London, October 28 (ANI): An academician has predicted that a burgeoning blizzard of space debris is going to have a major impact on the future economics of space flight.
According to a report in the New Scientist, the prediction was made by Hugh Lewis of the University of Southampton, UK, at the European Air and Space Conference in Manchester.
His projections indicate that the number of close encounters between objects in orbit will rise 50 per cent in the next decade, and quadruple by 2059.
Countermeasures will add greatly to the cost of future missions.
Ever since the Soviet Union launched Sputnik 1 in 1957, satellite operators have used Earth orbit as a junkyard, dumping spent rocket stages and dead spacecraft there.
As the danger of collisions with active spacecraft began to expose the cost of this folly, space agencies have tried not to add to the junk pile, but events have conspired against them.
In 2007, the Chinese army used a missile to destroy a defunct weather satellite, and earlier this year an Iridium communications satellite collided with a derelict Russian vehicle.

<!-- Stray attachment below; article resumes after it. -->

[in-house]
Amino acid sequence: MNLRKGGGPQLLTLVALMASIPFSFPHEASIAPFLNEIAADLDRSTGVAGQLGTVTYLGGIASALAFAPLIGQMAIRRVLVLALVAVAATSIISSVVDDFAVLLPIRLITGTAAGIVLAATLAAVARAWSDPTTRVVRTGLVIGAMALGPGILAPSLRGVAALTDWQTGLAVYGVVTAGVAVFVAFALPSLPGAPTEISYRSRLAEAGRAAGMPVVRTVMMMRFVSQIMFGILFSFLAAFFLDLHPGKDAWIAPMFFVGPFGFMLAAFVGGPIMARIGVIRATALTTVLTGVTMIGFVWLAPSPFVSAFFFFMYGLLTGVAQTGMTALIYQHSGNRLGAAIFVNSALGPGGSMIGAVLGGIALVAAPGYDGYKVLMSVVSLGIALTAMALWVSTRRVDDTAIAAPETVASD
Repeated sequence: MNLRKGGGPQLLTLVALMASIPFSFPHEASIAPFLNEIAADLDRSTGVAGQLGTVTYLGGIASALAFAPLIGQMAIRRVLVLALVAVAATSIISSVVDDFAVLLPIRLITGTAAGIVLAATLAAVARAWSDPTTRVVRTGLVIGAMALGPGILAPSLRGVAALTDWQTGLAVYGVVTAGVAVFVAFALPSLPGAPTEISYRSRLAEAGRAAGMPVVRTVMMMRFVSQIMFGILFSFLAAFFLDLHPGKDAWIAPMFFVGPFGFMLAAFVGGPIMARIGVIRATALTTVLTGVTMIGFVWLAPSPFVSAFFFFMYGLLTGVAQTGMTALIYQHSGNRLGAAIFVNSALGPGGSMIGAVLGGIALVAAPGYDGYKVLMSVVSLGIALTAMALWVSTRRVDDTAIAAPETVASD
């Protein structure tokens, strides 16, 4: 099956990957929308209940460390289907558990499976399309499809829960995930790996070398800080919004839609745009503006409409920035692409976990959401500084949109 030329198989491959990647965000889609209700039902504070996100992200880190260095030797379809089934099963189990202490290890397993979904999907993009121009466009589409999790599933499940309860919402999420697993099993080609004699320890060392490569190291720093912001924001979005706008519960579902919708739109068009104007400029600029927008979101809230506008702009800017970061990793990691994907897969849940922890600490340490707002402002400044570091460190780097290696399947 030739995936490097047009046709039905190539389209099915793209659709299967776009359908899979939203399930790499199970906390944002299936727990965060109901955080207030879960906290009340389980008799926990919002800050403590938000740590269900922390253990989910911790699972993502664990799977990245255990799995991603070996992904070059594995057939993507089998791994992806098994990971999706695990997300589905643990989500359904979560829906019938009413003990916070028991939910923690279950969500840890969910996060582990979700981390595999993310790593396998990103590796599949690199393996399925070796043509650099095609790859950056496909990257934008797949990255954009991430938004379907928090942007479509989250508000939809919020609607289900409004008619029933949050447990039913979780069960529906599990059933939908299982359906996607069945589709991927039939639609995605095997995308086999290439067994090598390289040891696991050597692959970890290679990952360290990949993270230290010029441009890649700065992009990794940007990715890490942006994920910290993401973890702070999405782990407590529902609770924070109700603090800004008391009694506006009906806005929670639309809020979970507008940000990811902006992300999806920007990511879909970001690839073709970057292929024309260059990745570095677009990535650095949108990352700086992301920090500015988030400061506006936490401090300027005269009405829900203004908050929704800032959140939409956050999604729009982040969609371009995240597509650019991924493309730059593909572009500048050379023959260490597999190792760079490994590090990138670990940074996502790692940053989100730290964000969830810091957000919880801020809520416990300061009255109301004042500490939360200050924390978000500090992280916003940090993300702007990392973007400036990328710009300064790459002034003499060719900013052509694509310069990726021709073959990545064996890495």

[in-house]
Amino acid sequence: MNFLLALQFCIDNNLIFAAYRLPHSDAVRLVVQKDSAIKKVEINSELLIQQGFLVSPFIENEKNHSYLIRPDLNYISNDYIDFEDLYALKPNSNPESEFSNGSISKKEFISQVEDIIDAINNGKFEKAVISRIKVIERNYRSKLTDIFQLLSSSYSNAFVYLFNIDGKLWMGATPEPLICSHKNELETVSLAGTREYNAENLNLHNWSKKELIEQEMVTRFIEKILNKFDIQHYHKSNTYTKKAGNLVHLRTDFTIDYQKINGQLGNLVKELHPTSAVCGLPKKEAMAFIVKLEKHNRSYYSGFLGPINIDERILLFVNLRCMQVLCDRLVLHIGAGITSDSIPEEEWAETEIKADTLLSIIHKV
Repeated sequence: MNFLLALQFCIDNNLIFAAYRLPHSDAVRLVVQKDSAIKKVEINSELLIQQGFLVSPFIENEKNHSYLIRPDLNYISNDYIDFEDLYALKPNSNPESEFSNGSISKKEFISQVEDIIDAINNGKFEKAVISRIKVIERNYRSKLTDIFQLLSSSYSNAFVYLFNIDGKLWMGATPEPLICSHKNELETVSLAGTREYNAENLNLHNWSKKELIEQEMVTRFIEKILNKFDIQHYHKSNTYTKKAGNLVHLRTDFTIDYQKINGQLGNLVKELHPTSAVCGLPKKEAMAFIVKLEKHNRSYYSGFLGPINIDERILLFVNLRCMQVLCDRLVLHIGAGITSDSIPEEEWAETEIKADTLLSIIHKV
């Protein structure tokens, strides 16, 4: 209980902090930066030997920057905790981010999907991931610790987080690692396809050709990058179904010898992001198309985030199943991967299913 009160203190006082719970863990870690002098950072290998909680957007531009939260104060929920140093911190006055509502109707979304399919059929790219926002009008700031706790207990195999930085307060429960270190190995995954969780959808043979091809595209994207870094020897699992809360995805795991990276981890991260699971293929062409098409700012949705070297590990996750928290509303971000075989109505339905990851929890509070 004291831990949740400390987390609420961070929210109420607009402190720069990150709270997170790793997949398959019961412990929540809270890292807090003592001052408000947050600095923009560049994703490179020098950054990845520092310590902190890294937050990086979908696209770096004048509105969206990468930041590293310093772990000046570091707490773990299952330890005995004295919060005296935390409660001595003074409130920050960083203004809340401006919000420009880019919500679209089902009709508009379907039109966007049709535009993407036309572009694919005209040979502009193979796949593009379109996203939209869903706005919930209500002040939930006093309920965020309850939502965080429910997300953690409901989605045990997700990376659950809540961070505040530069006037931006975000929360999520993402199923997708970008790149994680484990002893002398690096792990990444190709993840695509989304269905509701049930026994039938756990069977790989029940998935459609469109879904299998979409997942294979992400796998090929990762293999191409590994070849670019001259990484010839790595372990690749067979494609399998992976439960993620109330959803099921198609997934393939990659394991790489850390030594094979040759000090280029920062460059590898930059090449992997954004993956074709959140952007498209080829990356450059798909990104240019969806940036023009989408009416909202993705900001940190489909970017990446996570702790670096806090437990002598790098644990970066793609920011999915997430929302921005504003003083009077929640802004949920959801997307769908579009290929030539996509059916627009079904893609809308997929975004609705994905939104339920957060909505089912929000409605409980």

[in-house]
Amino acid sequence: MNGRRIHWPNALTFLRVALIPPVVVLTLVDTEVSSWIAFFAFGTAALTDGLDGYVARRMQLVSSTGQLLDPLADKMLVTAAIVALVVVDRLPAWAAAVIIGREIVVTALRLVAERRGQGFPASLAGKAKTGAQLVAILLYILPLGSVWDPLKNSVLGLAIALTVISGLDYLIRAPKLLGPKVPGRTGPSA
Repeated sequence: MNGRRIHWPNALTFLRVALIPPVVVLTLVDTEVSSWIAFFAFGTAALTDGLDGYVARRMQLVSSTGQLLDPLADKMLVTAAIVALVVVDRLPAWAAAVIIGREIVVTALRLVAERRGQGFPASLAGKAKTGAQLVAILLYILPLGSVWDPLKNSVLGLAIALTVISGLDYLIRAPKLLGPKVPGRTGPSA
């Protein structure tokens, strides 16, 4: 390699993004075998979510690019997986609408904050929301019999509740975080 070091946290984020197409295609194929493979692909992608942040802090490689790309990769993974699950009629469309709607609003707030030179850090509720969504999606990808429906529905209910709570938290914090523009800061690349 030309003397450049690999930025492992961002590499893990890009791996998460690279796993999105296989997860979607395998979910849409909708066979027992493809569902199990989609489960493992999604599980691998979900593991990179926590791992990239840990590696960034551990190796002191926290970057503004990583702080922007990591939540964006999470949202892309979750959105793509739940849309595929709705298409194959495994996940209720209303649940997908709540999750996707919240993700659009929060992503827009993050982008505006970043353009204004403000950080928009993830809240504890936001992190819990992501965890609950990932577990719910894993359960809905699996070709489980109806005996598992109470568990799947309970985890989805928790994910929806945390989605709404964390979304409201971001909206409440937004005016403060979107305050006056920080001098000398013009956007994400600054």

Both events added many thousands of debris shards to near-Earth space.
The number of pieces of space debris has risen by 40 per cent in the past four years alone. The US air force Space Command now tracks 19,000 orbiting objects that are 10 centimetres or more across - including around 800 working satellites - and estimates that there are 500,000 smaller fragments in orbit.
As to what effect this growing debris field would have on managing future satellite operations, Lewis used data from an industry database called Socrates to correlate the change over time in the quantity of debris with the number of occasions on which objects come within 5 kilometres of each other.
Then, using the predicted growth in the debris population over the next 50 years, he estimated the number of close approaches that are set to occur.
Compared with the 13,000 close approaches per week now, his projection showed that there would be 20,000 a week in 2019 and upwards of 50,000 a week in 2059.
From this, he predicts that satellite operators will have to make five times as many collision avoidance manoeuvres in 2059 as they will in 2019.
"There's going to be a big impact," said Lewis. "You're going to need more tracking to remove uncertainty about close approaches and undertake more manoeuvres," he added. (ANI)